The development of national model green building codes and standards has become a dominant focus in the regulatory arena today. Multiple code documents are now available or are scheduled for completion before the end of 2011, and consideration of these model codes by local and state regulators is accelerating.
Yet troubling questions about the impacts of mandatory green building regulations on at risk U. S. commercial real estate markets and our fragile economic recovery remain unanswered.
ASHRAE 189.1-2009 Standard for the Design of High-Performance Green Buildings, developed by the American Society of Heating, Refrigerating and Air-Conditioning Engineers in cooperation with the U.S. Green Building Council and the Illuminating Engineering Society, covers all buildings except low-rise residential buildings, and includes renovations and additions to existing buildings. It is not a design guide or rating system (such as LEED or Green Globes) but is instead written in mandatory language intended for adoption and enforcement.
189.1 provides simple compliance paths and more flexible performance options for these six sustainability elements:
- Energy and water conservation and efficiency (including renewable energy systems)
- Land use and development
- Indoor environmental quality
- Impact on the atmosphere, materials, and resources
- Adaptation of existing buildings
- Post-occupancy building commissioning and operations planning.
BOMA's involvement in the initial development of Standard 189.1 resulted in more workable and cost effective provisions, trade-offs for renewable energy, and consideration of basic business investment principles. We are also involved in the ongoing development of 189.1, with representation on the continuous maintenance project committee. The current work plan calls for the publication of a 2011 interim edition as well as the next regularly scheduled edition (2013). Many advanced system provisions have already been proposed to the committee and BOMA will work with other commercial real estate interests to ensure inclusion of design, component, and system options that best meet the needs of building owners.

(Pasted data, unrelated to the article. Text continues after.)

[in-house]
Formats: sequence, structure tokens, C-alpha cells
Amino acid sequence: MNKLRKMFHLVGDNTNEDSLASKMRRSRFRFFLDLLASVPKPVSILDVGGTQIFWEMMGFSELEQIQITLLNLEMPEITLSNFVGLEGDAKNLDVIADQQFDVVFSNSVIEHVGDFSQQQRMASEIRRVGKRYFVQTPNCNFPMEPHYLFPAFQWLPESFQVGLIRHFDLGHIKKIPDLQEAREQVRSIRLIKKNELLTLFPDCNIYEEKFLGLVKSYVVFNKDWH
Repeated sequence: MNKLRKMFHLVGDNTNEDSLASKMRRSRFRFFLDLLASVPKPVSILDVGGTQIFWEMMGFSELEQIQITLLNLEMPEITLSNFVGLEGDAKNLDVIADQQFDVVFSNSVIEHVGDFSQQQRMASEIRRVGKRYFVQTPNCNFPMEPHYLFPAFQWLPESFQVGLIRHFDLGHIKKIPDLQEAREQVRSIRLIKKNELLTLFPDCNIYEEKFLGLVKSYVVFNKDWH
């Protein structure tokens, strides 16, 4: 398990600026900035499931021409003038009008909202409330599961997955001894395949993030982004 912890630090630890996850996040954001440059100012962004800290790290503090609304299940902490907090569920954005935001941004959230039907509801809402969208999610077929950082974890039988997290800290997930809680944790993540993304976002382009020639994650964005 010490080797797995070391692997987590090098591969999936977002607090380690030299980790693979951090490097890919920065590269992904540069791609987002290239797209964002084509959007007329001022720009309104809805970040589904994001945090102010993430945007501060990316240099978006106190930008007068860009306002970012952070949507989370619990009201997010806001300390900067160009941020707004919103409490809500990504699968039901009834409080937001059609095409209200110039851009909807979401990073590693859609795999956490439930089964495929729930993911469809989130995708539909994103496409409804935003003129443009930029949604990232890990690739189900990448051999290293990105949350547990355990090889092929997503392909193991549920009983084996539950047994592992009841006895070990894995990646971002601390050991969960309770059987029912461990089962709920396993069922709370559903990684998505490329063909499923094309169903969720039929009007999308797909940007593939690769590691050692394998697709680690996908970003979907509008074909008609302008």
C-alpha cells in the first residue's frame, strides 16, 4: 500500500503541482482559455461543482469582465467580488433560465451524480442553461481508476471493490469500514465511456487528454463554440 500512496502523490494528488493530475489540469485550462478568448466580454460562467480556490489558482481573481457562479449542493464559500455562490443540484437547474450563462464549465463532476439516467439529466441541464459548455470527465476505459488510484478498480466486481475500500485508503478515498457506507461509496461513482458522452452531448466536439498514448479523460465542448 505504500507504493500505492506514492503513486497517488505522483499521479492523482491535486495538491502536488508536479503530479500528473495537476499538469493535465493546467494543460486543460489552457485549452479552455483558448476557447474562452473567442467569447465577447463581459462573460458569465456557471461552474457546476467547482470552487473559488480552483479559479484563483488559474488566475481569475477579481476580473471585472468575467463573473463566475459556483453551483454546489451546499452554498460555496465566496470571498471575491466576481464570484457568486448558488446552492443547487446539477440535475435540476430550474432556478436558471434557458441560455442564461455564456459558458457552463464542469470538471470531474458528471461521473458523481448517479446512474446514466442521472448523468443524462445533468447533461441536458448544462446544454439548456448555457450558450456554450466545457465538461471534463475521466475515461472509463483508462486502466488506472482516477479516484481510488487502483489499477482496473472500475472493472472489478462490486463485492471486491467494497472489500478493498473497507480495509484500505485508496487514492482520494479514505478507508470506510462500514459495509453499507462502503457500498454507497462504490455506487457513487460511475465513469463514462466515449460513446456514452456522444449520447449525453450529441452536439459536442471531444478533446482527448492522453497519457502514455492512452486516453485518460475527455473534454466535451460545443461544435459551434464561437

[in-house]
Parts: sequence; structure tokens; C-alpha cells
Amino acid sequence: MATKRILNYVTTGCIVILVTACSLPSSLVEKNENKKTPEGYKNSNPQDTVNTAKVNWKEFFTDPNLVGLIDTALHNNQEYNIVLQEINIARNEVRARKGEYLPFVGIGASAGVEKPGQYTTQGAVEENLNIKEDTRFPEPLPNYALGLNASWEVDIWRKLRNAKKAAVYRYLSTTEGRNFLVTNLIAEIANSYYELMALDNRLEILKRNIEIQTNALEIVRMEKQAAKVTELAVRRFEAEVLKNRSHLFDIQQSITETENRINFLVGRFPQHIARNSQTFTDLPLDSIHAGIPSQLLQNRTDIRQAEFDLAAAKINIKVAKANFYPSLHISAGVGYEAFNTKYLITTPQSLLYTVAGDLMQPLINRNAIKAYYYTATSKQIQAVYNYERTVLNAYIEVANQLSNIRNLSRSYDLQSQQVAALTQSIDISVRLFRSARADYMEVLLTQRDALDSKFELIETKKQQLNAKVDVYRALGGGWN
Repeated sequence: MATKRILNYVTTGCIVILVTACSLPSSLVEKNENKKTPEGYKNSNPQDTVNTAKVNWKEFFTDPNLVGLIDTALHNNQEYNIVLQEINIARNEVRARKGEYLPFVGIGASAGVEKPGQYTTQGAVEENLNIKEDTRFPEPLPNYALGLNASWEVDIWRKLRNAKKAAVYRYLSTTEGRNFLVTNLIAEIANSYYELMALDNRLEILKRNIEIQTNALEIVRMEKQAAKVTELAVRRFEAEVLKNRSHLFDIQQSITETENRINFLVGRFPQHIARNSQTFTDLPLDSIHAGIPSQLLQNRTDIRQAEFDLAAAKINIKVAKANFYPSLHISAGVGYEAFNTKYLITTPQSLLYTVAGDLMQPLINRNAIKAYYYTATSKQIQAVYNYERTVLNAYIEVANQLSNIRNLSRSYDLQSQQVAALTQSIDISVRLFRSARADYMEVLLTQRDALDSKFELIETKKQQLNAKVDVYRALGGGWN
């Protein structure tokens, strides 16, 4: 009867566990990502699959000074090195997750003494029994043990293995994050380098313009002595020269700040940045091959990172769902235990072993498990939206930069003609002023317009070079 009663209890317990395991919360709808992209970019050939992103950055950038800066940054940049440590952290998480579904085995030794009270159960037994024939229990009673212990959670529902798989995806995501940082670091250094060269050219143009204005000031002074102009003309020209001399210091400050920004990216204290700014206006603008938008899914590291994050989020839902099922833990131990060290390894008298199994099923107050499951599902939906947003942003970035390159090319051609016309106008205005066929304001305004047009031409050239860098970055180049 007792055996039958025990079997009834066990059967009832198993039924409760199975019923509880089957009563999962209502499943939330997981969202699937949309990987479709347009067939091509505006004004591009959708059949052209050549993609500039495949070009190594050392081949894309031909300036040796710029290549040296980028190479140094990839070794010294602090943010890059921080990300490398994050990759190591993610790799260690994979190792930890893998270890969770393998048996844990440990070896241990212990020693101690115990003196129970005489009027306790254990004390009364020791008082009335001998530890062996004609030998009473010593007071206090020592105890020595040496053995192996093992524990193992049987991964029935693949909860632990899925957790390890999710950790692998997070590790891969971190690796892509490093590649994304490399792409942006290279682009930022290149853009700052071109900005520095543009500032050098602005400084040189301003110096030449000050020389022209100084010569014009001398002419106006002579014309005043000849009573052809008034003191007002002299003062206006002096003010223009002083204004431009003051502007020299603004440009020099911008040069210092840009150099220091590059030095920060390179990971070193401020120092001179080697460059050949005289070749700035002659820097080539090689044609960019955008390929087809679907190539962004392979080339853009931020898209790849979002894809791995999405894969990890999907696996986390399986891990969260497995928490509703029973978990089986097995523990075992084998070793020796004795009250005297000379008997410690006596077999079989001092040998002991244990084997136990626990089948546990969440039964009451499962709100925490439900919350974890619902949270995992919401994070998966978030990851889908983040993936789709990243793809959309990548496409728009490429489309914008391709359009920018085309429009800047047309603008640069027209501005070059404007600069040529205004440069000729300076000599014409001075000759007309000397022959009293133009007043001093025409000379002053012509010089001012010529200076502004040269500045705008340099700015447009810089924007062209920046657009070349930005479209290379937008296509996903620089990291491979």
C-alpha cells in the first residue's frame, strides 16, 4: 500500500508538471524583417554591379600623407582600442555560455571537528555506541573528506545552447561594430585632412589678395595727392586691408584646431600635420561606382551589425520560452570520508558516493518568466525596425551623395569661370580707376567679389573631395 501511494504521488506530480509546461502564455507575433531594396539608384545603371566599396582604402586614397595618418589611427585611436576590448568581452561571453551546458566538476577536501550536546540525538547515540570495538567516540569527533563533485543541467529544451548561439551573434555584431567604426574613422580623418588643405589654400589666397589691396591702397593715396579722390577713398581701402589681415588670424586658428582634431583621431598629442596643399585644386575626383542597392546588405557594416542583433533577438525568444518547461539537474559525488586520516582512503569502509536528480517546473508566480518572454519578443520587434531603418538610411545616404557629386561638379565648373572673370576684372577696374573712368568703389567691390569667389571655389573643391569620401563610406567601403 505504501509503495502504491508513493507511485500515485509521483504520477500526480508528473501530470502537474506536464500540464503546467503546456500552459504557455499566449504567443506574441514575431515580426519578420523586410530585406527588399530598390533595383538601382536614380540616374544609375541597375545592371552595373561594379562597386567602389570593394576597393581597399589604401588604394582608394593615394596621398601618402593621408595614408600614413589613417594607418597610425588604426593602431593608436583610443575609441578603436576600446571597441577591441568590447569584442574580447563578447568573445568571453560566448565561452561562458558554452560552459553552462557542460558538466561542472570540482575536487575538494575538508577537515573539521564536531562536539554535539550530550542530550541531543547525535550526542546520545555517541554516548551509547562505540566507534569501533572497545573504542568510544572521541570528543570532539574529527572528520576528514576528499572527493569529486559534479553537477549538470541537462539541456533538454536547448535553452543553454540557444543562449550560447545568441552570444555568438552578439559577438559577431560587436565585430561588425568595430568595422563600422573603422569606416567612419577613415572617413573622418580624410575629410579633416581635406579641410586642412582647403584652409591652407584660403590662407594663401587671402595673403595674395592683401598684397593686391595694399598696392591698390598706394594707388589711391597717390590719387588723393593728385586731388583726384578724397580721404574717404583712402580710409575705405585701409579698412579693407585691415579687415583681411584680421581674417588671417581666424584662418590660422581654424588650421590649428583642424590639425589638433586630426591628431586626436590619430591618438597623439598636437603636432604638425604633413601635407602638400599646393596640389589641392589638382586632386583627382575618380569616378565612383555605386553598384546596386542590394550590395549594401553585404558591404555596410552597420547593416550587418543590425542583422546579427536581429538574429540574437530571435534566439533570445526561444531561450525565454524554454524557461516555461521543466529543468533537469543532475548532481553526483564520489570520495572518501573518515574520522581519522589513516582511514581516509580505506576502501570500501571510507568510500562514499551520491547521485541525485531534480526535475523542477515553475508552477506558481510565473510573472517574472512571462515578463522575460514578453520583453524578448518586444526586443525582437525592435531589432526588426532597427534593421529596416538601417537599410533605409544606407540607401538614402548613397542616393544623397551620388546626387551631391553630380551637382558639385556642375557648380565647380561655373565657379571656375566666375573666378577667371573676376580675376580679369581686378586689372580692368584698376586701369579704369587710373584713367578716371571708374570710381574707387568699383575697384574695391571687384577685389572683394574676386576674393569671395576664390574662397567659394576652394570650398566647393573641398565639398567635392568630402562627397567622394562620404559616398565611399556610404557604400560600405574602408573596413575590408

Similar to other green building codes, Standard 189.1 is not intended to apply to all projects nor is it designed to replace current energy, building, mechanical, and other codes that set the baseline for all construction. It is instead meant to reach beyond minimum requirements to mandate significant reductions in energy use, major emphasis on the use of renewable energy systems, stringent water conservation provisions, and extensive building owner and operator education to ensure future efficiencies are realized.
Of critical importance – and unlike current minimum codes in widespread adoption – 189.1 was developed without specific consideration of the additional costs of these measures and therefore the economic impacts of mandatory implementation are not well known.
ICC 700-2008 National Green Building Standard, developed collaboratively by the International Code Council (ICC) and the National Association of Home Builders, covers residential occupancies including detached and attached single family homes, low and high-rise multifamily buildings, hotels and motels, and renovations and additions to existing residential buildings.